Review: Anna Paquin and Holliday Grainger elevate predictable romance ‘Tell It to the Bees’
The most surprising thing about “Tell It to the Bees” doesn’t even happen on camera. Instead it’s the simple fact that this tasteful-to-a-fault literary adaptation about the forbidden love between two women in 1950s Scotland comes from the co-director of … “Super Mario Bros”?
Annabel Jankel, a prolific music video and commercial helmer, hasn’t directed a theatrical feature since that 1993 debacle. And while it’s not immediately clear what drew her to “Bees,” she couldn’t have picked a more radically different 26-years-later follow-up.
Based on a 2009 novel of the same name by writer Fiona Shaw, “Bees” charts the attraction between a struggling mother, Lydia (Holliday Grainger) — whose feckless war-veteran husband (Emun Elliott) suddenly abandons her and their young son, Charlie (Gregor Selkirk) — and the rural town’s new doctor, Jean (Anna Paquin), a whispered-about local who returns after years away. Charlie’s interest in Jean’s bee colonies provides the title, a reference to the belief there’s some spiritual value in sharing your personal secrets with the flying insects.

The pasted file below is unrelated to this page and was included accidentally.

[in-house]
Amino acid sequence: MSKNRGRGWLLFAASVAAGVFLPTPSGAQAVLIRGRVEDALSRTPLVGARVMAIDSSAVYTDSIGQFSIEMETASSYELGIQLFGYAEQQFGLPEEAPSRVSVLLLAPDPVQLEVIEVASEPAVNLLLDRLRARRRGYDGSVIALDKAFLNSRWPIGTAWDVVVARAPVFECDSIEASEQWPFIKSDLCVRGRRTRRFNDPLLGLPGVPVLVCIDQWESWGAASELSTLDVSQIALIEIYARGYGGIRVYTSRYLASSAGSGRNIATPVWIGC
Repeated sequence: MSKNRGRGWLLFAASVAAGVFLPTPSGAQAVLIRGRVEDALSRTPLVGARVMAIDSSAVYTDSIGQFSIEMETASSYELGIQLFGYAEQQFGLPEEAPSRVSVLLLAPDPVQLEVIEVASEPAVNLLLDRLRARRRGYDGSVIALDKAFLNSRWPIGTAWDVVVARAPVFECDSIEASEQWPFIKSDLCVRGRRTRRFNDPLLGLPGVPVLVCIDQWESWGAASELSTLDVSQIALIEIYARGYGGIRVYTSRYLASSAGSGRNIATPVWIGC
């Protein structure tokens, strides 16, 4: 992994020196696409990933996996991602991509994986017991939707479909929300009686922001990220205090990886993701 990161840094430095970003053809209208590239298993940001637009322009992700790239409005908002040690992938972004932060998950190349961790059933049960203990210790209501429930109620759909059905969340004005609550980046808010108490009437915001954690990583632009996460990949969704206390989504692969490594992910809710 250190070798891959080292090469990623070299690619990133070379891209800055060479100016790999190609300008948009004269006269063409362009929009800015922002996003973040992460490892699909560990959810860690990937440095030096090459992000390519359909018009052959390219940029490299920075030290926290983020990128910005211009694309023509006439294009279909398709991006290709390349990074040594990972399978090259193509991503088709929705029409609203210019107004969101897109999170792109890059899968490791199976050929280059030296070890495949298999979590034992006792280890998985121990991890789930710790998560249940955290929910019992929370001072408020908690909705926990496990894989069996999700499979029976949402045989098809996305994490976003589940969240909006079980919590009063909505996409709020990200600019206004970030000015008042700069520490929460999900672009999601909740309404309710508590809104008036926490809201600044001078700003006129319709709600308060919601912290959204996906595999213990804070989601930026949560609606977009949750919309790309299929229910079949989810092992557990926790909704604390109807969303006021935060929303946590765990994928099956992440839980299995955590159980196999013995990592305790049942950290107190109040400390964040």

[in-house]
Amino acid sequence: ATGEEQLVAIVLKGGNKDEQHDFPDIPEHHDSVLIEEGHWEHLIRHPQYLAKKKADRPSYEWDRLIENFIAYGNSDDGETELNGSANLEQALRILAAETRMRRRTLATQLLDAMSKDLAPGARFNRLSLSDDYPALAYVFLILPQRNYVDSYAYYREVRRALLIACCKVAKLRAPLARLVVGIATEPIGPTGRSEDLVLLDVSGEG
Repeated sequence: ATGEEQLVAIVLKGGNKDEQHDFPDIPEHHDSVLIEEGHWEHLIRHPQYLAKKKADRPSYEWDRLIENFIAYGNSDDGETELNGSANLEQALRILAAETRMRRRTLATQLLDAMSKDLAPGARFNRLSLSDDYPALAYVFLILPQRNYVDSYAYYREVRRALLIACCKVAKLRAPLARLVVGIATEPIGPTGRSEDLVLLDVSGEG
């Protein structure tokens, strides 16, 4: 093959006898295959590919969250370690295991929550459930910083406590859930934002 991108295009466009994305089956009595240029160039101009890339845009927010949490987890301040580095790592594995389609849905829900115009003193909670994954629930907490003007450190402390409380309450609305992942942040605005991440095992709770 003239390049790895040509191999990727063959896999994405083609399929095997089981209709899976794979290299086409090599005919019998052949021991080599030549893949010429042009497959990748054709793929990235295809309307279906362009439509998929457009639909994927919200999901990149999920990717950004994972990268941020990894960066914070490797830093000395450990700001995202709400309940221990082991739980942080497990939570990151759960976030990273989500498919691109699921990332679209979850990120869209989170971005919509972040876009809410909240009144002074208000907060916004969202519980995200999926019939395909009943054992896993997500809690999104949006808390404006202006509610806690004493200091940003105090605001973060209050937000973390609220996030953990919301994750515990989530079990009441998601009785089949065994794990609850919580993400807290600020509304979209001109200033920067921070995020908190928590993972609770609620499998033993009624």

But nothing stays secret for long in a movie that packs in so many serious issues — from abortion to domestic violence, sexual assault to prejudice and homophobia — it can’t quite do justice to any of them.
Paquin, in one of her strongest performances since “The Piano,” and especially Grainger (best known for a substantial résumé of British television) shoulder the film’s dramatic burdens with grace and ease. They’re a pleasure to watch. But the unassumingly square and overly familiar film simply isn’t the buzzworthy vehicle their work deserves.
‘Tell It to the Bees’
Running time: 1 hour, 46 minutes
Playing: Starts Friday, Vintage Los Feliz 3; also on VOD
From the Emmys to the Oscars.
Get our revamped Envelope newsletter, sent twice a week, for exclusive awards season coverage, behind-the-scenes insights and columnist Glenn Whipp’s commentary.
You may occasionally receive promotional content from the Los Angeles Times.